How to Interview a Job Candidate


Have you ever hired someone only to be disappointed with their performance? If so, you may have only yourself to blame. Good talent is hard to find these days, which makes it that much more important to weed out the liars during the interview process.

If your dealership doesn’t have a human resources expert on staff, you may be making common hiring mistakes. For example, have you ever had the attitude that as long as a candidate is presentable, why not give them a shot?

The problem with this attitude is that the average cost of turnover per employee is $20,000. Additionally, bad hires can cause problems with employee morale and customer satisfaction. To hire the best talent, create—and follow—an effective interview process. Here’s how.

Create a Job Analysis and Ideal Candidate Profile

The first step in hiring a candidate who will do their job well is to know what is required to adequately perform that role. Create a job analysis for every open position. A job analysis is more detailed than a job description. Answer these questions:

  • Write down all the responsibilities for the open position. Then write down the corresponding knowledge, skills, abilities and experience needed for each of the responsibilities. 
  • What are the personality traits of people who have performed well in this position? 
  • What are the personality traits of people who have not performed well in this position?

Next, define the qualities necessary for a culture fit. If your dealership sells luxury brands and focuses on customer experience, the type of salesperson you want will be quite different than a dealership that brands itself as the low-price leader and focuses on volume.

Once you have a job analysis and an ideal candidate profile for the open position, you can begin interviews.

Don’t Rush

A successful hiring process typically includes an initial phone screening with many candidates, followed by in-person interviews with your top five or six. Then, narrow that pool down to your top two or three candidates and bring them back for second in-person interviews. It’s important not to rush this process. No matter how urgent the need, be patient and fully assess each candidate before making a decision.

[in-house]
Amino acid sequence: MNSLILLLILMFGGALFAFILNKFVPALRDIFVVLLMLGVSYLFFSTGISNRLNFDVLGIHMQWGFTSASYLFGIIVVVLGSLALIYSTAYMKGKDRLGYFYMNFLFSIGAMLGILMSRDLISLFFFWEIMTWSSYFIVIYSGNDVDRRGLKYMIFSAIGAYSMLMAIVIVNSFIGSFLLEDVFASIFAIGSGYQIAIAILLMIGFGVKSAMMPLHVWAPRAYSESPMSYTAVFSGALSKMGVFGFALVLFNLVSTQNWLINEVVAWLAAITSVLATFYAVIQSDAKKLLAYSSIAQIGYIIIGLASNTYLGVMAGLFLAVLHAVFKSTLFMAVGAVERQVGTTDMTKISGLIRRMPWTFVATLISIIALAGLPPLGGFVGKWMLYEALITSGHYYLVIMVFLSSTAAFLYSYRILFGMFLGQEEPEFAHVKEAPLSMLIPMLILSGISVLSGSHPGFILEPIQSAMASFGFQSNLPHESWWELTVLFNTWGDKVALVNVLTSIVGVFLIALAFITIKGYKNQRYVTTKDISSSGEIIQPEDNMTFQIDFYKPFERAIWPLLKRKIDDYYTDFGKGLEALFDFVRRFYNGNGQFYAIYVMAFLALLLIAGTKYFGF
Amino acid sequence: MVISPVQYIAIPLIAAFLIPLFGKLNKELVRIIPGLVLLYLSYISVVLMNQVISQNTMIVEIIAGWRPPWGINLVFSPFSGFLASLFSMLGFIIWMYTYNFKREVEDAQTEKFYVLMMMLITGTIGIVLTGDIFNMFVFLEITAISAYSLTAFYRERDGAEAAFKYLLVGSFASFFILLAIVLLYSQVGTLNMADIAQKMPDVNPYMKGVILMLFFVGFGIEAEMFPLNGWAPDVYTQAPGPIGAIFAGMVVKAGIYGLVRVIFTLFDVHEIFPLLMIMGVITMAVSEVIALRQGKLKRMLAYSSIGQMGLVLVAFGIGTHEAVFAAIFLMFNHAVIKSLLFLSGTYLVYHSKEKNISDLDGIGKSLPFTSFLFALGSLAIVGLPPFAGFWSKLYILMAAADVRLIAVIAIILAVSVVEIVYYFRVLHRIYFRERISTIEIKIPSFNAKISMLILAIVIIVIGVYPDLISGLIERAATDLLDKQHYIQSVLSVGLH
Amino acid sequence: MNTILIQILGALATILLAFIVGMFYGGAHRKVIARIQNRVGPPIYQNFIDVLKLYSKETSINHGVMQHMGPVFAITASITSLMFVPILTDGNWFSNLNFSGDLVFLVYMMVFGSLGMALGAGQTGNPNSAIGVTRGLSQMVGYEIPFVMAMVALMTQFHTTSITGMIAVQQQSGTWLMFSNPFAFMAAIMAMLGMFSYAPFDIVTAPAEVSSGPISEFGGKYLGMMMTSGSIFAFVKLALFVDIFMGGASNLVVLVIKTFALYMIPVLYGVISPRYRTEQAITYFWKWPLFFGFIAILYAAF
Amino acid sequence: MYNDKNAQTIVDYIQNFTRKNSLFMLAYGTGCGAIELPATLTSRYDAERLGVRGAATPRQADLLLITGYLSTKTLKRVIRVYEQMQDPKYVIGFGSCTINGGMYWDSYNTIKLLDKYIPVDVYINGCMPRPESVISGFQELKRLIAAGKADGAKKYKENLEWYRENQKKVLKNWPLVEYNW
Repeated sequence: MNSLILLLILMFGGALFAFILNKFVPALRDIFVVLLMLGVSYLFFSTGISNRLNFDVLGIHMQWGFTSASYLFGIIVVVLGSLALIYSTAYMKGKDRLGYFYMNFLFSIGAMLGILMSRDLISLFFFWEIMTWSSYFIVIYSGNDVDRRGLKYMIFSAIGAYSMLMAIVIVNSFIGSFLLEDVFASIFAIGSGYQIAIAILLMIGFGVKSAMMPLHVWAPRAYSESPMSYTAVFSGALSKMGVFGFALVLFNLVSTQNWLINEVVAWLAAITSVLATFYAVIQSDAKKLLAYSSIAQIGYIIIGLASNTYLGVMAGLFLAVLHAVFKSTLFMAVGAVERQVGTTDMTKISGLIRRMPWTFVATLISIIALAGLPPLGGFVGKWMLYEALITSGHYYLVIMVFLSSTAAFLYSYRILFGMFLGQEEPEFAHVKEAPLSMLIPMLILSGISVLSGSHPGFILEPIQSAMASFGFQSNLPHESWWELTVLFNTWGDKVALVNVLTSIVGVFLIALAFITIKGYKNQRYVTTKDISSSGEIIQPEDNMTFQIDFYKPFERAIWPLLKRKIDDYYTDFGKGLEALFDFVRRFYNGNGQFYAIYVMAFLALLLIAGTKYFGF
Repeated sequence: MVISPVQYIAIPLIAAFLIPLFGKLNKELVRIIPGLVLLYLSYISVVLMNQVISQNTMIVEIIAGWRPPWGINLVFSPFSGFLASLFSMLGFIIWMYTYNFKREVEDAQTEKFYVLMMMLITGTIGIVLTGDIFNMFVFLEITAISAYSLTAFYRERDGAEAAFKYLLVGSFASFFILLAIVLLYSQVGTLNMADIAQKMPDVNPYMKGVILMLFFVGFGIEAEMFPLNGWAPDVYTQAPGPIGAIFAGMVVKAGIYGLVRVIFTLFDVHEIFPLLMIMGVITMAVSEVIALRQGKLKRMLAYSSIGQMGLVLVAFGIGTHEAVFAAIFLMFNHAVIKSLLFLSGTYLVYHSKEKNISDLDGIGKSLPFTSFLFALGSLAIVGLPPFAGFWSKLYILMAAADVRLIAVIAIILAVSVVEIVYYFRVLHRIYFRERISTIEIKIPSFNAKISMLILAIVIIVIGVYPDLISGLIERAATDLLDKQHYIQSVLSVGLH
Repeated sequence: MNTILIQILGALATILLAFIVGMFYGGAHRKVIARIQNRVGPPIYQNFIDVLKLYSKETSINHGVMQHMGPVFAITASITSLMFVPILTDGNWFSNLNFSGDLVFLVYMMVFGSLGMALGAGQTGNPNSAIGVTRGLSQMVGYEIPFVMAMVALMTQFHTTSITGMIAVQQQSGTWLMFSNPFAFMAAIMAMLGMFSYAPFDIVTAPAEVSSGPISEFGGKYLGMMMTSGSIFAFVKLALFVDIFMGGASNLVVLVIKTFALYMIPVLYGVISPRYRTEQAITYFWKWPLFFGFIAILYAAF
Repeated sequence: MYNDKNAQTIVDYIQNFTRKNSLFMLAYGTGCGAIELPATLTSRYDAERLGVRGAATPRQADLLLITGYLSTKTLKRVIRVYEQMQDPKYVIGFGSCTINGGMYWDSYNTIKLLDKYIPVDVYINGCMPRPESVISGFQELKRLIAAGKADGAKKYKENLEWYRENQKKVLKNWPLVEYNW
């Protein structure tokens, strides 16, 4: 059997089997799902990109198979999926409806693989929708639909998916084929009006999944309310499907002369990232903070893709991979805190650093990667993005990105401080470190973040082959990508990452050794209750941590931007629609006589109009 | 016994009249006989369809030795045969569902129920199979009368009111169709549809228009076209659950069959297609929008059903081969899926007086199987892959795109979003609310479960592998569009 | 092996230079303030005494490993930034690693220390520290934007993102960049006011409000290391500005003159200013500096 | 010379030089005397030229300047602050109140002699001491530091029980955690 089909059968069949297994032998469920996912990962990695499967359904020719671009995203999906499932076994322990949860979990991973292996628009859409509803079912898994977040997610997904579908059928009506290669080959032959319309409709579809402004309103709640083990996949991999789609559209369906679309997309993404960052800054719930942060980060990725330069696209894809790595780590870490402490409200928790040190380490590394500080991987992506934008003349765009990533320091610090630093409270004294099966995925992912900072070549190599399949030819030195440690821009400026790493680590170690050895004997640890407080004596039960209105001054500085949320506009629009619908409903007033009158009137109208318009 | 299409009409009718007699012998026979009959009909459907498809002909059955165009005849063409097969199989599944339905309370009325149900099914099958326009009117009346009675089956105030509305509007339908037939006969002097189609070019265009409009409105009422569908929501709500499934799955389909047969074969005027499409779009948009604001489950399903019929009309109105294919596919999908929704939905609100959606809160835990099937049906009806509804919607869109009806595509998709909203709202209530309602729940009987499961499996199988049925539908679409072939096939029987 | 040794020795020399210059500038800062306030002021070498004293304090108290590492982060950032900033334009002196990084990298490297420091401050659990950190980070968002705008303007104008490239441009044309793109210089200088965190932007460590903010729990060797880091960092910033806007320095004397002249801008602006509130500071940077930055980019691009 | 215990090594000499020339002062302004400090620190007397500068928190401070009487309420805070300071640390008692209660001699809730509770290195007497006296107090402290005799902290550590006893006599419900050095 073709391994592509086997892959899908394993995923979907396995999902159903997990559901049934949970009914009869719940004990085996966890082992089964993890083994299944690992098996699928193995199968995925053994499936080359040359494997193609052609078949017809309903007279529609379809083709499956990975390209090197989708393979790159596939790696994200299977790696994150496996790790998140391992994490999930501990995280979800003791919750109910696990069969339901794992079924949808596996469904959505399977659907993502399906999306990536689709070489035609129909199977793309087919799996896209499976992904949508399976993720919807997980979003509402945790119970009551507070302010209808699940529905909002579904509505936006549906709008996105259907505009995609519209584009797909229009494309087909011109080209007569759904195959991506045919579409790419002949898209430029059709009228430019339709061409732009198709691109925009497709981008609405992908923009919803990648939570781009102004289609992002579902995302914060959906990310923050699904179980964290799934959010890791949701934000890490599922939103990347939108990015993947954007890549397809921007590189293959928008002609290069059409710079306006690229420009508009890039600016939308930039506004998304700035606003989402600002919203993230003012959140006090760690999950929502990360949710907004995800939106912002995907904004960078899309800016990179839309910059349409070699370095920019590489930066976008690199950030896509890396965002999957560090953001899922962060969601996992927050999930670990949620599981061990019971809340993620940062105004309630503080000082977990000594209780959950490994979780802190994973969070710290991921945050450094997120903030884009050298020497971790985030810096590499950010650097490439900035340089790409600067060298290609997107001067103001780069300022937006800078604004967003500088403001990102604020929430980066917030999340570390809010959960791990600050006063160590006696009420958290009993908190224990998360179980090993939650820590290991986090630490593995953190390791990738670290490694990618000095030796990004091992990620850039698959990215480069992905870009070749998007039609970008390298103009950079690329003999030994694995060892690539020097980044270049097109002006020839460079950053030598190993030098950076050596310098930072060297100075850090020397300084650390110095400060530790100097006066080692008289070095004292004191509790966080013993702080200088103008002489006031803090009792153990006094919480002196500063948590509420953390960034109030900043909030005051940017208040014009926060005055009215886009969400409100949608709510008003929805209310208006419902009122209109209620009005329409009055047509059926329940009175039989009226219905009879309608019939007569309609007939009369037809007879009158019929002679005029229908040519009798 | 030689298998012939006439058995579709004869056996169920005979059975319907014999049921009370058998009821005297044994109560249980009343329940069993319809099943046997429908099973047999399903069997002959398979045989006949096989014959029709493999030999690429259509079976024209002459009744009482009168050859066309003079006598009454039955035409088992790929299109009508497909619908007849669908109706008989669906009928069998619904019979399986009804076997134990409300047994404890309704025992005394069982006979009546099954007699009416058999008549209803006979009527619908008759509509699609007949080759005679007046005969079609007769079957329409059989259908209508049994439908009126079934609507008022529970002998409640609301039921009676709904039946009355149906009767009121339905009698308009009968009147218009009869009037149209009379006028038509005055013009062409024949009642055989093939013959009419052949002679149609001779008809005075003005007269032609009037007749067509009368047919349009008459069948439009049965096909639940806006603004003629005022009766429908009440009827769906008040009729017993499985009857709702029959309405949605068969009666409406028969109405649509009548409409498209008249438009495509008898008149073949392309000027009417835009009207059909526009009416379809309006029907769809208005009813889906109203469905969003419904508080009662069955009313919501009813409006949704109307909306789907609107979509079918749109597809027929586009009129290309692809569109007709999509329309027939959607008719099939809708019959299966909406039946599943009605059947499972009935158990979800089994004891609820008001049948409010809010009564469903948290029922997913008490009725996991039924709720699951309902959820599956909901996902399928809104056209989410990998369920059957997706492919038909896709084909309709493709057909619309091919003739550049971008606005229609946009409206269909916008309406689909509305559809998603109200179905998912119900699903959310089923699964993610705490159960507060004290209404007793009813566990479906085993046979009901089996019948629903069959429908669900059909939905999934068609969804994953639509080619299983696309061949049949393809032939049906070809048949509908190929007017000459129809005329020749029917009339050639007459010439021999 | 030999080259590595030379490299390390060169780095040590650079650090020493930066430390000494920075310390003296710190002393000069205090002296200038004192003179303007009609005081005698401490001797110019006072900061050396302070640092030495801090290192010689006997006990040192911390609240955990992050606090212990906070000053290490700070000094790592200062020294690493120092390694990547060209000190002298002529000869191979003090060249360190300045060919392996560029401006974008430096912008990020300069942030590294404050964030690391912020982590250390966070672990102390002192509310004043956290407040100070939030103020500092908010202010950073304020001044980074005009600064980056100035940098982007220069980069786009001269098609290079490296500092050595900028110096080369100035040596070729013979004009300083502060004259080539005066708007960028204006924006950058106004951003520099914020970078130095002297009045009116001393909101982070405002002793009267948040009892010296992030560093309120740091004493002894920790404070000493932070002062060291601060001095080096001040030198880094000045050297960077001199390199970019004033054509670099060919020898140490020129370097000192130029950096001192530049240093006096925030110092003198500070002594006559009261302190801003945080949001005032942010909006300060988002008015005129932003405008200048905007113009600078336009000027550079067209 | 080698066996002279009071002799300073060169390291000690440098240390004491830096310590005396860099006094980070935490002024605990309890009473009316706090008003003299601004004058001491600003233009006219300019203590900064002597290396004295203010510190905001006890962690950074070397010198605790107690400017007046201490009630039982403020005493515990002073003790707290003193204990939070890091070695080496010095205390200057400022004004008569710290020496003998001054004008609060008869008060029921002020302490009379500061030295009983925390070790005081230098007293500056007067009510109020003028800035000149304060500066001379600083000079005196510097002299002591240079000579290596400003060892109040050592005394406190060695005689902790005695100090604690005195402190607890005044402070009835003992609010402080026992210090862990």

Prepare for Each Interview

Don’t wait until five minutes before the interview to look at a candidate’s resume. It’s important to review the resume in advance. Look for inconsistencies and gaps in employment. Create a list of questions for the candidate in advance. If you are sitting with your nose in a resume during an interview, you are missing out on the opportunity to engage with the candidate on a personal level. It’s important to maintain eye contact, look at body language and listen to the candidate’s answers so you can be alerted to signs of lying and other deceptive behavior.

Create a Structured Interview Script

Your ideal candidate profile will tell you what skills and personality traits you are looking for. Be sure to ask questions that prompt the candidate to reveal those traits and skills. Never ask a question that can be answered with a yes or no.

In every interview, ask three types of questions:

  1. Behavioral interview questions focus on how a candidate handled various work situations in the past. An example might be, “Tell me how you have handled a difficult customer,” or “Give an example of how you set a goal and achieved it.” 
  2. Situational interview questions ask candidates how they would handle a specific work situation. An example would be, “What would you do if you caught a fellow co-worker stealing?” or “What would you do if you knew your boss was wrong about something?” 
  3. Culture interview questions ensure that the candidate will be a good fit for your company culture. Examples include, “What did you like or not like about working at your last employer?” “What is your ideal company culture?”

Conduct Pre-Employment Tests

Require your top two or three candidates to take an achiever assessment or other personality assessment. Such assessments are considered to be extremely accurate and are commonly used by large corporations, but there are affordable options for small businesses, too.

Vet Top Candidates

Before you make an offer, take the time to vet the candidate. Don’t believe that what is written on a person’s resume, or what they say during an interview, is an accurate assessment of that person’s abilities, experience or achievements. Check references, verify facts listed on the resume and do a background check.

As you can see, conducting an effective job interview requires some thought and effort. If you take the time to do it right, you will greatly reduce the number of bad hires, along with the associated cost and regret.